Indiana, it is said, has the strictest voter ID law in the nation. So it's not surprising that our law is going to become the test case before the U.S. Supreme Court:
The Supreme Court agreed Tuesday to decide whether voter identification laws unfairly deter poor and minority Americans from voting, stepping into a contentious partisan issue in advance of the 2008 elections.
The justices will hear arguments early next year in a challenge to an Indiana law that requires voters to present photo ID before casting their ballots. The state has defended the law as a way to combat voter fraud.
The state Democratic party and civil rights groups complained that the law unfairly targets poor and minority voters, without any evidence that in-person voter fraud exists in Indiana.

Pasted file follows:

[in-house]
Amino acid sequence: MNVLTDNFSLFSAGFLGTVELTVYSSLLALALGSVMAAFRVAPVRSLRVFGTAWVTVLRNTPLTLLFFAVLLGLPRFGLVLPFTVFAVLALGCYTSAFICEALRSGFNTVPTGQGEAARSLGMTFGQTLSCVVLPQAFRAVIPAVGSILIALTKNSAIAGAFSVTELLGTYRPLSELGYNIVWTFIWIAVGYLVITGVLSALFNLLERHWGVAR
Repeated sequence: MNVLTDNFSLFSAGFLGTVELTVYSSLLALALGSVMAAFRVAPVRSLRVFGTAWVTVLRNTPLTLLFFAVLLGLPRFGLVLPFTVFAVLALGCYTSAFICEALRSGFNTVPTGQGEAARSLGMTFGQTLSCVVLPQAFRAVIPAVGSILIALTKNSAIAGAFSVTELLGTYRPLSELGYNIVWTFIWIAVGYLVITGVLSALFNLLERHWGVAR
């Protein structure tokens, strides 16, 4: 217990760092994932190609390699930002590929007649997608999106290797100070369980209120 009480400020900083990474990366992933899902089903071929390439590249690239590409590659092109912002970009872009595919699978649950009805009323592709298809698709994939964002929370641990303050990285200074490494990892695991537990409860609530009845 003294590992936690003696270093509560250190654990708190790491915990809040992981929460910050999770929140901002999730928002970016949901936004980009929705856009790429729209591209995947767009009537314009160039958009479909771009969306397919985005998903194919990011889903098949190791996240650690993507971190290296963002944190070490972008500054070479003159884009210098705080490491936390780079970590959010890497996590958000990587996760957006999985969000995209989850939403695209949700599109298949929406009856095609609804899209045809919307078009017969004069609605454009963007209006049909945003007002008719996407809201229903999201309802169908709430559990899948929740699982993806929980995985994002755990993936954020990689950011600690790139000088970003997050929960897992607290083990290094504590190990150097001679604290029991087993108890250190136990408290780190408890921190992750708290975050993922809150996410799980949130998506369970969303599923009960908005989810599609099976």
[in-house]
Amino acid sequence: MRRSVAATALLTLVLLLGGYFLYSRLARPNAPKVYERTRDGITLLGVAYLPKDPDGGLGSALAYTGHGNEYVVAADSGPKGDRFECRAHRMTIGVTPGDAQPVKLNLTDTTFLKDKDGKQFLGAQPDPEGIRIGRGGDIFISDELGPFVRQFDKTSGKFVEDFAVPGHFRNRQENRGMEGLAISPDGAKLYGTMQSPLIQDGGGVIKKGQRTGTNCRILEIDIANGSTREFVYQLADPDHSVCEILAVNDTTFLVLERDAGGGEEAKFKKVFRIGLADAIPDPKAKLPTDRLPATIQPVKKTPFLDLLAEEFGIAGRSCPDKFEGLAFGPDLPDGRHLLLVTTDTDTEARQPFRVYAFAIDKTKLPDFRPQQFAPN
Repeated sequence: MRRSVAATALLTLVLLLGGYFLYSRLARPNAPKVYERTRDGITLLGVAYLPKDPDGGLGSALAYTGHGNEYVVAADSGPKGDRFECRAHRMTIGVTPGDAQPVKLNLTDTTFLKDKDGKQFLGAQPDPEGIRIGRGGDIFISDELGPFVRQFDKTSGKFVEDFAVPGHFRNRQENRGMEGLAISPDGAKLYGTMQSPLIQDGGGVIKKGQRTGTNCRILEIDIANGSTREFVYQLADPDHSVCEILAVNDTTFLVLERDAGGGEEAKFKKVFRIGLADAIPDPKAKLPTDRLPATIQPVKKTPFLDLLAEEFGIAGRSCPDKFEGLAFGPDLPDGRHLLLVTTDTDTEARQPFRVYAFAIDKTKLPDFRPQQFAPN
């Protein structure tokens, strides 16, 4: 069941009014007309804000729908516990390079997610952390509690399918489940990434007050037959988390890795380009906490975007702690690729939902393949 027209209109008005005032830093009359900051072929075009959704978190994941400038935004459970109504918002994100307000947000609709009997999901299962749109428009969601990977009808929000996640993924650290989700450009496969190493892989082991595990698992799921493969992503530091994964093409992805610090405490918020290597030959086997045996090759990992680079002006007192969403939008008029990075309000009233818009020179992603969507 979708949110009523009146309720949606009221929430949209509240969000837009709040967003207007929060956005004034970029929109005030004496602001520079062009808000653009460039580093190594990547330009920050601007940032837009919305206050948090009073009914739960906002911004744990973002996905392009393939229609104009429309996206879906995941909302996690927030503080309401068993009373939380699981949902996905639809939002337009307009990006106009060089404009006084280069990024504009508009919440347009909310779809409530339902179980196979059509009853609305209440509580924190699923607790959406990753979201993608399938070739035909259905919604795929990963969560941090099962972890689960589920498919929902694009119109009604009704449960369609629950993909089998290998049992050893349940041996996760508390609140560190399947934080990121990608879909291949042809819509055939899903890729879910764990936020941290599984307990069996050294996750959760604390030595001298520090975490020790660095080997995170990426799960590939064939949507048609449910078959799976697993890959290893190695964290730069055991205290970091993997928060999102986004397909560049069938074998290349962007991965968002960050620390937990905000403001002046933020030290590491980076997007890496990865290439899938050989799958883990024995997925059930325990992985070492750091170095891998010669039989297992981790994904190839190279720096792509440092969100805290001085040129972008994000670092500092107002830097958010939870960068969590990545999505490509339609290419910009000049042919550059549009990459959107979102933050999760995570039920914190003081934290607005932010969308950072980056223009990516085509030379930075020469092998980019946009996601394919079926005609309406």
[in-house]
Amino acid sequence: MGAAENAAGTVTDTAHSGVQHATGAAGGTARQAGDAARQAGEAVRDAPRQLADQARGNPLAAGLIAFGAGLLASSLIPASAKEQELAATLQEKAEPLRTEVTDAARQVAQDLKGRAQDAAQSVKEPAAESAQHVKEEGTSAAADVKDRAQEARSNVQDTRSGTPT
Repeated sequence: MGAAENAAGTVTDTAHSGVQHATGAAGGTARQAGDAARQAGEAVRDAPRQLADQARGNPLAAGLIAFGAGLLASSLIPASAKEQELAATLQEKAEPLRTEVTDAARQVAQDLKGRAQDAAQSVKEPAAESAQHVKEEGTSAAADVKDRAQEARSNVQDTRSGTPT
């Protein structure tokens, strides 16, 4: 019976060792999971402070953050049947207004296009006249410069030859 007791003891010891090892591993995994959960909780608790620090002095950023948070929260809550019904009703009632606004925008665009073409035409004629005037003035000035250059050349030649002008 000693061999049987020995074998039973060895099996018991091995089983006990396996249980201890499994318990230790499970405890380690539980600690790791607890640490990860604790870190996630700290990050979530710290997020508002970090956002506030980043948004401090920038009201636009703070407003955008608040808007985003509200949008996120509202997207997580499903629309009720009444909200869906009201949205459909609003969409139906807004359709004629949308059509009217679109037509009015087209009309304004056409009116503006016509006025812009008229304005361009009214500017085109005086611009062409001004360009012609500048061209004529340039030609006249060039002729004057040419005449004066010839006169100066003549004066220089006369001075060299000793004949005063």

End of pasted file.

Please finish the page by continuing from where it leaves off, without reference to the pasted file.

Well, it's true that evidence of fraud wasn't presented. On the other hand, the Democrats haven't offered any evidence that any voter been disenfranchised by the law. With the lack of evidence on either side, people have been lining up on one side or the other based on politics. In every state where this has come up, Republicans are for it and Democrats are against it. That same partisanship seems to have seeped into the courts, too. Every time such a law has been considered at the appellate level, almost without exception there has been the same split between Republican or Republican-appointed judges and Democratic and Democrat-appointed judges.
Given the current philosophical makeup of the current court, my guess is the law stands.